.Sara Porkalob’s One-Woman Show Tackles Tough Topics

Memoirist Paul Lisicky once said, “When you are writing an elegy, it’s hard not to turn the lost one into a mythical figure.” Sara Porkalob’s new one-woman show, Dragon Lady, directed by Andrew Russell, certainly veers toward the mythical. Mill Valley’s Marin Theater Company, in association with Walnut Creek’s Center REP, has a production running through Dec. 17.

The first of three Dragon Cycle plays Porkalob has written that chronicle the women in her direct lineage, it’s the story of her karaoke-singing, chain-smoking, accidental gangster-moll and possibly murderous grandmother, Maria Senora. Told in a fourth-wall-breaking cabaret style, Maria recounts her life’s exploits to her favorite grandchild (Sara) through a mix of original and adapted music by the talented Pete Irving—including a fun rendition of “Gangsters Paradise.”

This production is a visual and auditory feast. Of particular note is Randy Wong-Westbrooke’s set design. Scarlet velveteen and lushly draped fabrics transform the live jazz band into a set piece by staging them as tantalizing silhouettes in a translucent cupboard.

Despite MTC’s misguided marketing touting this as a “funny and fearless family tale,” Porkalob has written an often-uncomfortable eulogy about the flesh and blood woman behind her mythologized grandmother. Through the tales, Porkalob chooses to have Maria Senora tell us we are plunged into the difficult task all descendants face when trying to merge our beloved predecessors with their complex and often problematic actions.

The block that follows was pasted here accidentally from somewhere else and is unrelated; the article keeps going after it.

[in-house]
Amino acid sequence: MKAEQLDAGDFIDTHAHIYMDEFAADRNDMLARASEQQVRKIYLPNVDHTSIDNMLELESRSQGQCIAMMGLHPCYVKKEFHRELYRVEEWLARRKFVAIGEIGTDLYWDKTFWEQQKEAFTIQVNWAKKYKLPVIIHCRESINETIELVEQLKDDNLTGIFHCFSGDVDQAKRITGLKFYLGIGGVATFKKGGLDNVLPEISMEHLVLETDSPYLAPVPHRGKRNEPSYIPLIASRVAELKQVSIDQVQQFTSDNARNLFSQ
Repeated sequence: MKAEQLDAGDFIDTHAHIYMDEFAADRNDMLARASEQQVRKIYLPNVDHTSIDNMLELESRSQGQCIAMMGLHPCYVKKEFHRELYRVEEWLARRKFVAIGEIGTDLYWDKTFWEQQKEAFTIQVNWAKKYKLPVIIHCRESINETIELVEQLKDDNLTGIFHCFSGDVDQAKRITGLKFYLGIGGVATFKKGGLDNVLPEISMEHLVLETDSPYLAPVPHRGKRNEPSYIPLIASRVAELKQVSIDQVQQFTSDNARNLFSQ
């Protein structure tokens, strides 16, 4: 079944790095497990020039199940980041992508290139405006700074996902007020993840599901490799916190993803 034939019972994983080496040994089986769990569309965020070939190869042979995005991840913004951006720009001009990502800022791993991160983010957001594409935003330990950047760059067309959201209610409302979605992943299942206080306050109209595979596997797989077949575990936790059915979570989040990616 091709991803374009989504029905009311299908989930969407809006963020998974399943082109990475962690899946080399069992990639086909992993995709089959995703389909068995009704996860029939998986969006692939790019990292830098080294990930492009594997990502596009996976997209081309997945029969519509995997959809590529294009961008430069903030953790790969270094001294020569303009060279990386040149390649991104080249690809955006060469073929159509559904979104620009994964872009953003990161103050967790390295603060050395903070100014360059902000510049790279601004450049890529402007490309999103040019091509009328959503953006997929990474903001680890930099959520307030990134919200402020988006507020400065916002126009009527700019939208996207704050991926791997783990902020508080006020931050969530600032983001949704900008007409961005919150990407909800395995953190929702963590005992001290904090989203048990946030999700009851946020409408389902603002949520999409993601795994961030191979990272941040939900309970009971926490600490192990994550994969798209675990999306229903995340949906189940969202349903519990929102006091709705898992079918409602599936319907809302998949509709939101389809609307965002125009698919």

Another thing MTC doesn’t prepare its audience for through its insistence that this is a comedy is that though we have become inundated with “content and trigger warnings,” these things exist because of real pain, not just as buzzwords. So, in an effort to lessen another’s pain, be aware that if one also grew up in an abusive, neglectful household, the beginning of Act Two may feel like a sucker punch to the gut if one isn’t braced for it.

In the end, this is a highly personal exploration of Porkalob’s relationship with her past. And like all things highly personal, it’s impossible to give it a fair critique. So perhaps it’s best to go back to Lisicky, who, when asked what we owe our dead as artists, answered, “I’m not sure that we as writers owe our dead anything other than to make them interesting.”

Porkalob’s writing of Maria Senora is many things, not all of them nice, comfortable or funny, but all of them are interesting.

‘Dragon Lady’ runs Weds – Sun through Dec. 17 at Marin Theatre Company, 397 Miller Ave., Mill Valley. Weds – Sat, 7:30pm; Sat & Sun, 2pm. $25-$67. 415.388.5208. marintheatre.org.


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